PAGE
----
Starting in 1980, I have been conducting PK experiments using a system called the «Tychoscope», which was originally invented by the French engineer, Pierre Janin (1977). It is a small, self-propelled « vehicle », or robot, which integrates a random event generator (REG). The tychoscope movements are thus determined by the REG output, which makes it move in successive segments of random length and orients it according to random angles. A plotter attached to the robot traces a record of the
Using this first tychoscope we were able to show that both animals – chicks in this case –and humans are capable of influencing the normally random movement of the device. While in the absence of a human or animal observer, the trajectories traced by the Tychoscope did not differ from those which would have occurred by chance, when a human subject wished to attract the robot in his direction, the difference compared to controls, was significant. The results with chick experiments were highly significant. In this case, we used the « imprinting » instinct, established by Konrad Lorentz, to condition baby chicks to adopt the Tychoscope as their mother. The results showed that the device would approach a cage full of conditioned chicks two and half times more often than an empty cage. By contrast, the movements remained purely random when the chicks were not conditioned to take the robot as their mother.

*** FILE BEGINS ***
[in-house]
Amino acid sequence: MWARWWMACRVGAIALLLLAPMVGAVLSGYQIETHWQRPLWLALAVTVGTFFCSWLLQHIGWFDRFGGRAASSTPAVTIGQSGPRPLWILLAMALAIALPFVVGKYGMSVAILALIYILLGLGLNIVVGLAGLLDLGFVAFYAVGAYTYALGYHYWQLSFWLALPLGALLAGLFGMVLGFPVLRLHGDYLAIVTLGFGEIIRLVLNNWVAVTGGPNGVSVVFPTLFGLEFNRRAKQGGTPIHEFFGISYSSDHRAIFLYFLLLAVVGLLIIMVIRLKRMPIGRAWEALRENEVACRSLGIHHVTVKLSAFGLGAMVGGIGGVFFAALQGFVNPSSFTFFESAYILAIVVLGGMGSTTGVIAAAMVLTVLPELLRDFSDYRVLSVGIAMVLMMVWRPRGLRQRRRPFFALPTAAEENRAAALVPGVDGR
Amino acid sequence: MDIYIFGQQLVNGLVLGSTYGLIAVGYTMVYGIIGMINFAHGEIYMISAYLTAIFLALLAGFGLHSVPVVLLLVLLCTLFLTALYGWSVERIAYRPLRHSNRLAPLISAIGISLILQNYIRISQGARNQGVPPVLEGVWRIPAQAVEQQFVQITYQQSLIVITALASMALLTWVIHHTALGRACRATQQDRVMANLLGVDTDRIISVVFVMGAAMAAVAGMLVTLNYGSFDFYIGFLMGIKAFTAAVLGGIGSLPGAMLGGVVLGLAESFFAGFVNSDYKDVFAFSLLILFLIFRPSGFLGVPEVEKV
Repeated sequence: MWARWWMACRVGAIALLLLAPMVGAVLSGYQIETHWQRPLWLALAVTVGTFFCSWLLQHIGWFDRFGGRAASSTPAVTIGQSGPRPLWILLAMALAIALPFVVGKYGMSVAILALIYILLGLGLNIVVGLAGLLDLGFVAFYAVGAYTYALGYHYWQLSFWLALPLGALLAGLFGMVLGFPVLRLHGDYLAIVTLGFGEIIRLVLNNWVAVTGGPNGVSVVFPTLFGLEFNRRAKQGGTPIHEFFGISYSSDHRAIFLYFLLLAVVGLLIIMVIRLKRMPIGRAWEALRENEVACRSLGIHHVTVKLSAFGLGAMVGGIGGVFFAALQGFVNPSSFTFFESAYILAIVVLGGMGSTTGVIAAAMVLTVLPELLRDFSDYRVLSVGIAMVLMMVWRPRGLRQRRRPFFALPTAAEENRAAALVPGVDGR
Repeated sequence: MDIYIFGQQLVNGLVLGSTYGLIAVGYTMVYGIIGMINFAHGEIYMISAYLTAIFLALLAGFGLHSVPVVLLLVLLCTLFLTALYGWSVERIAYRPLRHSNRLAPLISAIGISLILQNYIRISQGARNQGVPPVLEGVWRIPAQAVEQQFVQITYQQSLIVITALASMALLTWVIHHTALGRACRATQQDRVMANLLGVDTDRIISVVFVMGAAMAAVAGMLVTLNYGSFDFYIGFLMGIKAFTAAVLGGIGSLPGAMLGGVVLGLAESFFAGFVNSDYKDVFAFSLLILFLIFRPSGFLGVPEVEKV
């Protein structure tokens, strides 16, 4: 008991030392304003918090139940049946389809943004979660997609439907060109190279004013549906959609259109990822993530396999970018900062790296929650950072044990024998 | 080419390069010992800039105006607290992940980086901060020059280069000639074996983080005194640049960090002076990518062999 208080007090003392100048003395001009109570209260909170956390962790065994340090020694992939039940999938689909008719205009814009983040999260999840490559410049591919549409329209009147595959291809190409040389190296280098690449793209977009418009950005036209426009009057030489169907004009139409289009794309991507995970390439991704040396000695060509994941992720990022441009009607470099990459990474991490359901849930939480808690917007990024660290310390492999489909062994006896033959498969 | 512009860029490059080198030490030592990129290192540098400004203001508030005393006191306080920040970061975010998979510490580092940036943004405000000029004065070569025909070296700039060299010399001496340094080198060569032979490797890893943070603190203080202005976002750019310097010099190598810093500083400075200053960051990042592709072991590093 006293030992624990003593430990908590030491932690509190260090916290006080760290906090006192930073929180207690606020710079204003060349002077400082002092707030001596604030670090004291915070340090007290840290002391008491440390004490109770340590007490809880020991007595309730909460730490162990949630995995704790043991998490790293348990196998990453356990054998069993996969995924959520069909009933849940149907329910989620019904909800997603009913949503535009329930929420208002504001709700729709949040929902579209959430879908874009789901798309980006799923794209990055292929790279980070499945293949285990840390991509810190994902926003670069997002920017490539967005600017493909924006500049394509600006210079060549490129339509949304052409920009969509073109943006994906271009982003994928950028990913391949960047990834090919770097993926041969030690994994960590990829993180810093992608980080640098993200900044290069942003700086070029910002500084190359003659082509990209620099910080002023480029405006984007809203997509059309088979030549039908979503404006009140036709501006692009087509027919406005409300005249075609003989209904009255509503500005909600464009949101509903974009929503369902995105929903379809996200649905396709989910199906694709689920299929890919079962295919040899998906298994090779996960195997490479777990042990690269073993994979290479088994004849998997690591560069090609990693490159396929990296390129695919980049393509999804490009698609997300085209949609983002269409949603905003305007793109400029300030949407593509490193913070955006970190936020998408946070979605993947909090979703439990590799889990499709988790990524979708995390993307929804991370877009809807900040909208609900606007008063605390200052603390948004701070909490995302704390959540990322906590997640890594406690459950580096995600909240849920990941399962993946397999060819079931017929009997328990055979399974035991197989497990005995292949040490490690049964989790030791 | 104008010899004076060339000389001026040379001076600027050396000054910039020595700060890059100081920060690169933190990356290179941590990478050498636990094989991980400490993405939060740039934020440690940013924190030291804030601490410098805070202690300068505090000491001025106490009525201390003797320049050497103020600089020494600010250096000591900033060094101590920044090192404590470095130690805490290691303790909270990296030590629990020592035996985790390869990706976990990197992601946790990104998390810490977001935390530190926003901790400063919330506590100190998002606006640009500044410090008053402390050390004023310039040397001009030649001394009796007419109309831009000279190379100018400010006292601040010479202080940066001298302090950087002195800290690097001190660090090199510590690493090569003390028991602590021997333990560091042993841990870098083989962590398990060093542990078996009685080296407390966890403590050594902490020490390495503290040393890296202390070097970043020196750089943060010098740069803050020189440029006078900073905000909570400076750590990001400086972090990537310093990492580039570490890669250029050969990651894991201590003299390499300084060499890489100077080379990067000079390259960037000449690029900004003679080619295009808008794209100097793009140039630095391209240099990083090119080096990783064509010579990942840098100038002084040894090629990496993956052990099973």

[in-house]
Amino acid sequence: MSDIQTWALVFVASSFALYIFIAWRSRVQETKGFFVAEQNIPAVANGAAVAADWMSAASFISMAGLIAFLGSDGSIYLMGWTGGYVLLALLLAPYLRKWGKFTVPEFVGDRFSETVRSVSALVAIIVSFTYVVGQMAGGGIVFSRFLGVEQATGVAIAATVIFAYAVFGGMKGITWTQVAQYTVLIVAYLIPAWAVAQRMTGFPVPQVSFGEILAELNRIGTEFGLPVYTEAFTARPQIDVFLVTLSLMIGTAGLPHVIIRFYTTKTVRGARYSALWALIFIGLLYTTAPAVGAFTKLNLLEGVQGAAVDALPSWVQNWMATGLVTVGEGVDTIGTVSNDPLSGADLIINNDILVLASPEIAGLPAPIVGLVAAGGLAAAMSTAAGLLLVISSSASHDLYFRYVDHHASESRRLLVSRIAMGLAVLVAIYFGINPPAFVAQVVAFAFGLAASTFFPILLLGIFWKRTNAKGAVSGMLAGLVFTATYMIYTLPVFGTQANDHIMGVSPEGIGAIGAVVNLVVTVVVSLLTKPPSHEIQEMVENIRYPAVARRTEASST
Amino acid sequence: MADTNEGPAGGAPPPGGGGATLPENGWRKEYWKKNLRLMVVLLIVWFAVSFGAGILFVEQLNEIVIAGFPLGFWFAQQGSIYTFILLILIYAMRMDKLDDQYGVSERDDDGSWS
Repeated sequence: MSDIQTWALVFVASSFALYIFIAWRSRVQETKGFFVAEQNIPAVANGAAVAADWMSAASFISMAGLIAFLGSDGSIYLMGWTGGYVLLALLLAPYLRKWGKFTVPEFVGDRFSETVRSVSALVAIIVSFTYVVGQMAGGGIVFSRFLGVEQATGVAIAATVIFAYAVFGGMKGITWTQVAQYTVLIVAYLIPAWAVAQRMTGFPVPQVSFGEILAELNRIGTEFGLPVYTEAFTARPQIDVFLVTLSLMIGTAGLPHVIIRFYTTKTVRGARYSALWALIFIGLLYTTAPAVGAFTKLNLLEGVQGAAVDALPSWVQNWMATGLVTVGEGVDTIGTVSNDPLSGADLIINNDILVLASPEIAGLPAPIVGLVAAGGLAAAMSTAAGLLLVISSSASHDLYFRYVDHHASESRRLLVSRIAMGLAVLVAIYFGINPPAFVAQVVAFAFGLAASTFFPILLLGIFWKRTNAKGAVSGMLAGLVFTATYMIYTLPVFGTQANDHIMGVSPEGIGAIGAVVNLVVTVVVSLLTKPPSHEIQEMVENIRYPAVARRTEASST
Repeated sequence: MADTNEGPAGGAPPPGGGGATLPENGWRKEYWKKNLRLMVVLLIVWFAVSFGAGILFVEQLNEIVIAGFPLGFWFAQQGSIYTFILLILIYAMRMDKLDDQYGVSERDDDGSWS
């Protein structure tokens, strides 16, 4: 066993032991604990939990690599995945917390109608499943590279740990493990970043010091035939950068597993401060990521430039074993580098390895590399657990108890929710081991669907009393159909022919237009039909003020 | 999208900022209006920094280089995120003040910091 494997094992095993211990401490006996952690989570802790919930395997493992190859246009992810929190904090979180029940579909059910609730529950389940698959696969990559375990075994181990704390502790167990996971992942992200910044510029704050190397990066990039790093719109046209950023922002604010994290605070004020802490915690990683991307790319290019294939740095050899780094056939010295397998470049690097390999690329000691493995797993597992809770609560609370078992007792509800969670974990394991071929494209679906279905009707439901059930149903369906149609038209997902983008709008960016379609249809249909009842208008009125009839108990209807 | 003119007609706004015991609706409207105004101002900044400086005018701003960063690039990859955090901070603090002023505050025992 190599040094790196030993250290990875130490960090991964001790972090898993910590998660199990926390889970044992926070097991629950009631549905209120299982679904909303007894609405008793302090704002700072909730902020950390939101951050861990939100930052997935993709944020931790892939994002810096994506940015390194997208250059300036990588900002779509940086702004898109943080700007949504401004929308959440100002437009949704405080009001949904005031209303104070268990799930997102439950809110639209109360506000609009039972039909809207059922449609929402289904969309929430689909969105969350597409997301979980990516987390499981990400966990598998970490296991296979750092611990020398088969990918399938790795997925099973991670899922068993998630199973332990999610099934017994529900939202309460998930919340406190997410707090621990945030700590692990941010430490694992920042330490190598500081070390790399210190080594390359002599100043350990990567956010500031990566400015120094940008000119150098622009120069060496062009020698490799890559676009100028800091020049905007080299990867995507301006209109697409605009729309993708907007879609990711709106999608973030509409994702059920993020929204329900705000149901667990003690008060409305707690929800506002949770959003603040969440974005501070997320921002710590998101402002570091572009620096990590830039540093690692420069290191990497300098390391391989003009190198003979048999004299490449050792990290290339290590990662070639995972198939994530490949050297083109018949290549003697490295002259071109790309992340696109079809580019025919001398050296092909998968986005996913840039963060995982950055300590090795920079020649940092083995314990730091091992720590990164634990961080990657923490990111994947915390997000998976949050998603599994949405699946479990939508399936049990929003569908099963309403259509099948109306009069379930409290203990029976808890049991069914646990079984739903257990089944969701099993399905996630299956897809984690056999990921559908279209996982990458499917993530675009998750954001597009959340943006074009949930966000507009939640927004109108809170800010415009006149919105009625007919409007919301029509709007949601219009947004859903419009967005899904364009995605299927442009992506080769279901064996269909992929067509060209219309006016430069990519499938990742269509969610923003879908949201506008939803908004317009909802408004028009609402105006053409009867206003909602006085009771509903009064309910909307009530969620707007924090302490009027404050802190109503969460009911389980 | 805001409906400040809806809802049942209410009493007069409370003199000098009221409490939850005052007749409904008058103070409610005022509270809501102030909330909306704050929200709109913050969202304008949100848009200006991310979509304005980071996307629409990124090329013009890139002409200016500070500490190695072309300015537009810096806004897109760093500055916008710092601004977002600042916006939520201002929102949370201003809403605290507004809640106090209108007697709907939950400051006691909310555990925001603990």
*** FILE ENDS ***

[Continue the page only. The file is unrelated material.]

Following these successful experiments, we decided to extend the research with a second-generation Tychoscope, which separated the robot from the REG. In this later work, the REG was integrated into a computer, and the tychoscope’s movements were determined by remote-controlled signals from the computer.
Using this system, we tested the possible psychokinetic influence of 80 groups of 15 chicks on a randomly moving robot carrying a lit candle in an otherwise darkened room. In 71% of the cases, the robot spent excessive time in the vicinity of the chicks. In the absence of the chicks, the robot followed random trajectories. The overall results were statistically significant at p<0.01.
We then tested human psychokinetic action on the robot. A male subject attempted to attract the robot towards the left for thirty trials of 20 minutes each. The difference between these and control trials is significant (p<0.005). The same subject then attempted to push away the robot towards the right, over the course of 50 trials. Here too, we obtained a significant difference between experimental and control trials (p<0.04), but in the direction opposite the stated intention.